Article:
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Old 01-02-2016, 08:38 PM
caroljw59 caroljw59 is offline
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Default Question about preserving canned vegatable juice

I have a huge lot of canned veggies that I don't want to lose to expiration.
So I have plans to dry all of them in my dehydrator, and I have been told that the juice is very nutrient valued so my question is how would I re-can it to keep it for future soups?

Then I guess I have another question on bacon bits, can I just put them in a mylar food storage bag with oxygen absorbors? will they keep for a long time this way?
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Old 01-02-2016, 11:41 PM
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Tim Horton Male Tim Horton is offline
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There is a web site, I would have to search a bunch to find..
That will tell you how much longer past the printed date many things are good for..

For instance... If something is "best by" or "use before" date that is different than "don't use after" date..

Could you "re-can" the whole contents of the can ??

Good luck..
Always fresh.
Keep your stick on the ice. Red Green
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Old 01-03-2016, 02:59 AM
caroljw59 caroljw59 is offline
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Default Question about preserving canned vegatable juice

well for space as well as not using it I was told it would be a longer shelf life if I dried them, I guess I could but told green beans turn into mush, I have peas corn and don't know what they would do if you reprocess them, so that is why I decided to just dry everything. I just don't want to waste the juice out of them they say they are great for soups.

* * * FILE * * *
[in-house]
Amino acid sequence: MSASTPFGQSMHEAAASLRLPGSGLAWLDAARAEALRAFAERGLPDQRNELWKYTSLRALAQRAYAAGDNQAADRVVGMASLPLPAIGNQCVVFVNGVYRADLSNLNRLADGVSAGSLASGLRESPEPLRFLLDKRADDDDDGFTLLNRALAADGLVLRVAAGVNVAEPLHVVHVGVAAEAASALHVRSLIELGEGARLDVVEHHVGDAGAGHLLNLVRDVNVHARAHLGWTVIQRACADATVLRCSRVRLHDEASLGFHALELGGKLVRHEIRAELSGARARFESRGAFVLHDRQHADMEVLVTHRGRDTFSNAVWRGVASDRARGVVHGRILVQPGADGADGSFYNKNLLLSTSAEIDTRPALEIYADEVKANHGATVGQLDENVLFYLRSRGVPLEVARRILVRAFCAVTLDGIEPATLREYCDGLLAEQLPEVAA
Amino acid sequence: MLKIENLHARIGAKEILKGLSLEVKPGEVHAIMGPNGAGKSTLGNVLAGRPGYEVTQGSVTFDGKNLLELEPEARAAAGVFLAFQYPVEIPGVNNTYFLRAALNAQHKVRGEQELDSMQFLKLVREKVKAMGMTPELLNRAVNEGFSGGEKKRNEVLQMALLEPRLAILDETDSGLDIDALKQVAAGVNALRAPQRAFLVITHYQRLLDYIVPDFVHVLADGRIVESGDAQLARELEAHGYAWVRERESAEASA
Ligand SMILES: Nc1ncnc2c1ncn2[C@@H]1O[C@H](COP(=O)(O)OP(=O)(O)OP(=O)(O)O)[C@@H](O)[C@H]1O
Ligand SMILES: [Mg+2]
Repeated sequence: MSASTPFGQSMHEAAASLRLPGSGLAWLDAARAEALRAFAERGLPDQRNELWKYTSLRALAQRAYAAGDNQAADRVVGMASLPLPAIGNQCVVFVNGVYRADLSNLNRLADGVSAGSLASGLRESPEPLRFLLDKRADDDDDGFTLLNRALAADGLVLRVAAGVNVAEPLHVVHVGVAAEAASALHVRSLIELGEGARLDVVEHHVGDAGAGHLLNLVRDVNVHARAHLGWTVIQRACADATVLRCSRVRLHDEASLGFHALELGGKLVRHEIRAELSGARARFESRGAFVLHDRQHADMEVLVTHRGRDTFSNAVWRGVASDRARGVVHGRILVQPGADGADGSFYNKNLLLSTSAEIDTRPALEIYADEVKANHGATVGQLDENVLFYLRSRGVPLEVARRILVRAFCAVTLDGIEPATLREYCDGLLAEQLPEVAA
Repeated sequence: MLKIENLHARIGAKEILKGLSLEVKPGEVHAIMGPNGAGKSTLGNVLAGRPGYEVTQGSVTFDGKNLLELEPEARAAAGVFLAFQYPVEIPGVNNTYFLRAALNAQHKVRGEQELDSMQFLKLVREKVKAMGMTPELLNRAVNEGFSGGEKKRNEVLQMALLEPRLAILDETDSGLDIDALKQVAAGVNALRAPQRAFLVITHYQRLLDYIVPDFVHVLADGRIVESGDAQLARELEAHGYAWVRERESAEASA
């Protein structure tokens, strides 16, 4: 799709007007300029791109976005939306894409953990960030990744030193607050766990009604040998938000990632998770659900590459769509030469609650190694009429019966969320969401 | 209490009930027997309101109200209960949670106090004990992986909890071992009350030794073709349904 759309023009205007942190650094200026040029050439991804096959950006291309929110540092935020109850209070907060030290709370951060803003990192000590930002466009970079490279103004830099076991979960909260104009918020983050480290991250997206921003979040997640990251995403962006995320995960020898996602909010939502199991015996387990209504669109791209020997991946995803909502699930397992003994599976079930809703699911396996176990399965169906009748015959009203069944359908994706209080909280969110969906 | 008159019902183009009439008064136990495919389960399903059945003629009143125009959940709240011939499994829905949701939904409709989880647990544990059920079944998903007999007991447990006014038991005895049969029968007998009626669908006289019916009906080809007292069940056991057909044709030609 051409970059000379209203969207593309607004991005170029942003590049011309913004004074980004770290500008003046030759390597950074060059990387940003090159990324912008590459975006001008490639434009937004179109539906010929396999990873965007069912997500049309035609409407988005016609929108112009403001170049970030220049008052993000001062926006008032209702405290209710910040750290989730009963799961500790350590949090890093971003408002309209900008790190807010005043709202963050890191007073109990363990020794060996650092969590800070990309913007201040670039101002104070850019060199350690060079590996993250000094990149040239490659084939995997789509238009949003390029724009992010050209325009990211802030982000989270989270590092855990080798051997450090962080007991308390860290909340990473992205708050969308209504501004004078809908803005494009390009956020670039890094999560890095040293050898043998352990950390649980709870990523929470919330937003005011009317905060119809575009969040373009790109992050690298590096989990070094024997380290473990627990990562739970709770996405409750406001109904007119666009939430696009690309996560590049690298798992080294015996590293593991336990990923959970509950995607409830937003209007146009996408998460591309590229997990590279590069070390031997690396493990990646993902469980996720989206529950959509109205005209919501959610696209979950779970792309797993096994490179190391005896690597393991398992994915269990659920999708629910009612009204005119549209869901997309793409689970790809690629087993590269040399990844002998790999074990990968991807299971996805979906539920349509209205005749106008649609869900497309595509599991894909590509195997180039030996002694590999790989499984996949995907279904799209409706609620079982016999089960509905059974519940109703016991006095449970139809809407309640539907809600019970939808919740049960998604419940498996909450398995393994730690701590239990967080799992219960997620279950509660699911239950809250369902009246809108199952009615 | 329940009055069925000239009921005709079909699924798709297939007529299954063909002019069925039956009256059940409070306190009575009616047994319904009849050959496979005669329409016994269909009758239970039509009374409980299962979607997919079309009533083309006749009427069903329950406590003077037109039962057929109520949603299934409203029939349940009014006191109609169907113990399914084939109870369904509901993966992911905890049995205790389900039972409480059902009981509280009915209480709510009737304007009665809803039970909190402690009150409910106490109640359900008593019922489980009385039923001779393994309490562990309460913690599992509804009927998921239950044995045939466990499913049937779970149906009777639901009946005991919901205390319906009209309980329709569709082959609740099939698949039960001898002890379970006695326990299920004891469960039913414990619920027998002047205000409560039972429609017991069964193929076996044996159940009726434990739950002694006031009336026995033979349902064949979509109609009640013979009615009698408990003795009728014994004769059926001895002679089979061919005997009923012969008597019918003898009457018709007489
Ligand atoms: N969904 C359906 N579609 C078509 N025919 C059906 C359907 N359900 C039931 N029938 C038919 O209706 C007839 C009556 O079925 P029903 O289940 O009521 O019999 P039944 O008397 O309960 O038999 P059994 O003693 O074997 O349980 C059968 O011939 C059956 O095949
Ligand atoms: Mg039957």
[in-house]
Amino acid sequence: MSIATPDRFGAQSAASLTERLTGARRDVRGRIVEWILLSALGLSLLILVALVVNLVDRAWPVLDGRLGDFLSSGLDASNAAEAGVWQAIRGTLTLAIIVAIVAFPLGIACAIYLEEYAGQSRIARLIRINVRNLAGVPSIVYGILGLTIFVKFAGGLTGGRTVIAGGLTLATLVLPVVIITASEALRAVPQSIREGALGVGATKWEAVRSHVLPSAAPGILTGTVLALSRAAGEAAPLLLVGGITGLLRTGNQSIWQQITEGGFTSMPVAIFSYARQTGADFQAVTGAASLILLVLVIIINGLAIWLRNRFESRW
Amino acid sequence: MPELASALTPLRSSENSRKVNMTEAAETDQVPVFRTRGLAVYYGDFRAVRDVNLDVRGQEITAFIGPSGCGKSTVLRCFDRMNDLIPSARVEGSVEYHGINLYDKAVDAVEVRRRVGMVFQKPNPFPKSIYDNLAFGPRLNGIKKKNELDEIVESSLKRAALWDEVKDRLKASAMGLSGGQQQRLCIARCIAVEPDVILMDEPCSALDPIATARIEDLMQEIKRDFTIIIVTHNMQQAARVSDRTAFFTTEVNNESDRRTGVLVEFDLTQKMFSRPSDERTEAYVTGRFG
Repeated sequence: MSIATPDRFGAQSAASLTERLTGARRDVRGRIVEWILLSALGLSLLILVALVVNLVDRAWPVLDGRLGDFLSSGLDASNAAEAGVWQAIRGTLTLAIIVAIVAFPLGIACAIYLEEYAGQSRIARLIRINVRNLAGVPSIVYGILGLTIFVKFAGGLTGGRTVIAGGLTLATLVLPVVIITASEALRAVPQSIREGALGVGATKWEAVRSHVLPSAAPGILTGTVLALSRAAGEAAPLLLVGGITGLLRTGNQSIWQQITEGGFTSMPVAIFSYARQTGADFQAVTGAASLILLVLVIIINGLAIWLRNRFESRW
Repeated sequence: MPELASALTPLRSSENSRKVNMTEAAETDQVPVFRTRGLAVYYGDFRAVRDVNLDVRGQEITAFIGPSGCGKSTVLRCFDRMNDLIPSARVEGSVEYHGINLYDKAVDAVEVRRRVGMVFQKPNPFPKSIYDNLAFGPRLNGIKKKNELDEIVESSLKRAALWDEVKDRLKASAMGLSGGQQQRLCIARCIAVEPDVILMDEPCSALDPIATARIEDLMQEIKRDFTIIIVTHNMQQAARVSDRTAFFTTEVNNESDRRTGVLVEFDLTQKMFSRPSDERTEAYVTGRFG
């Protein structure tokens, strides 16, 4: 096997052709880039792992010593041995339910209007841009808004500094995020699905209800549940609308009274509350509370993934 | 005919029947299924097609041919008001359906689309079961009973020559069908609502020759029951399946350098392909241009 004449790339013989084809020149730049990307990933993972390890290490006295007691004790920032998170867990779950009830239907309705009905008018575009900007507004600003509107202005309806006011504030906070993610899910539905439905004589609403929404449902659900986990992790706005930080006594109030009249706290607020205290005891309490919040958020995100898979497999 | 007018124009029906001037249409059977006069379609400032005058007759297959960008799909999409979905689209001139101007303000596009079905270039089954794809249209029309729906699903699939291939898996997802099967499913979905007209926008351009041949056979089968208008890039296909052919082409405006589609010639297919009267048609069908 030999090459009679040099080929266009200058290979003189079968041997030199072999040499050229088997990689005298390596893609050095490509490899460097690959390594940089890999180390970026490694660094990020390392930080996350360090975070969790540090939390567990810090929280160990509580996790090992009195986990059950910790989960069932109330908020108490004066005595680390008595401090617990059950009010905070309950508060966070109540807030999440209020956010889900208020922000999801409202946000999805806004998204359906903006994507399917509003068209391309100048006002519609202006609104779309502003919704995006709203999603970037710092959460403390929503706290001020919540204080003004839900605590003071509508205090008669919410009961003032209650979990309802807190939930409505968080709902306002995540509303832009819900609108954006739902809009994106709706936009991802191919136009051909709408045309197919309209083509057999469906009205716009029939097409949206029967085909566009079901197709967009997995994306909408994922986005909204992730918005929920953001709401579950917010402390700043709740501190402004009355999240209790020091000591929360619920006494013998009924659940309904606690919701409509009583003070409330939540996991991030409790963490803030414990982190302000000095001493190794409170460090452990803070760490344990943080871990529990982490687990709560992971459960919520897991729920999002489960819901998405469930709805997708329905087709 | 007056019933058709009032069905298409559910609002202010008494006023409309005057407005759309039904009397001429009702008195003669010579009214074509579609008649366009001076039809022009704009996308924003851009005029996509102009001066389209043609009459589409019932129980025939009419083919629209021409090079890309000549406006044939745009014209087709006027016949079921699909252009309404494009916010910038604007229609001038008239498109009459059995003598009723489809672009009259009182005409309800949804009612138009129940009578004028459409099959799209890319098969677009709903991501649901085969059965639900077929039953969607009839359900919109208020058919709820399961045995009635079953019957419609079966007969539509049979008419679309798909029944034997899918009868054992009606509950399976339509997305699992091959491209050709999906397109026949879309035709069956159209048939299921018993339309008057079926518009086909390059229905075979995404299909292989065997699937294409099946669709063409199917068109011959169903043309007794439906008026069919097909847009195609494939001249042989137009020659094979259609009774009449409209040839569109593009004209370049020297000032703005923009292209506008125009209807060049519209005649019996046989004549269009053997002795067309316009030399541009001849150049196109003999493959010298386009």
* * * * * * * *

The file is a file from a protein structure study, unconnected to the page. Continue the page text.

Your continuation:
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Old 01-03-2016, 10:31 AM
doc doc is offline
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Hi Carol. Welcome to the forum.

I'm no expert, but, in my meager experience, older stuff, as you say, gets mushy, even if it's not actually spoiled and gunna kill you.

How frugal do you need to be? If you're growing your own and have so much canned that you don't use it all, maybe it's not worth the effort to re-do old stuff, even if it's possible. Just do a fresh batch.

Give the old stuff to the hogs. They'll have it swallowed before they realize they didn't like it.

In regards re-canning: each time you heat the stuff up, you destroy a certain portion of the "nutrition." And the solids get that much mushier. (Is that a word?)
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Old 01-03-2016, 05:21 PM
CatherineID CatherineID is offline
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Location: East central Mississippi
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Let me point out that not only does a food's texture degrade every time it is reprocessed, but the nutritional value declines significantly as well. Canning already degrades nutritional value compared to fresh or frozen. Dehydrating canned produce will significantly (or obliterate) the nutritional value further. When it comes to easy and cheap to obtain vegetables like corn, peas and green beans, it simply isn't worth the energy.

Make a point to use up and eat what you have then not over-buy or over-produce in the future.
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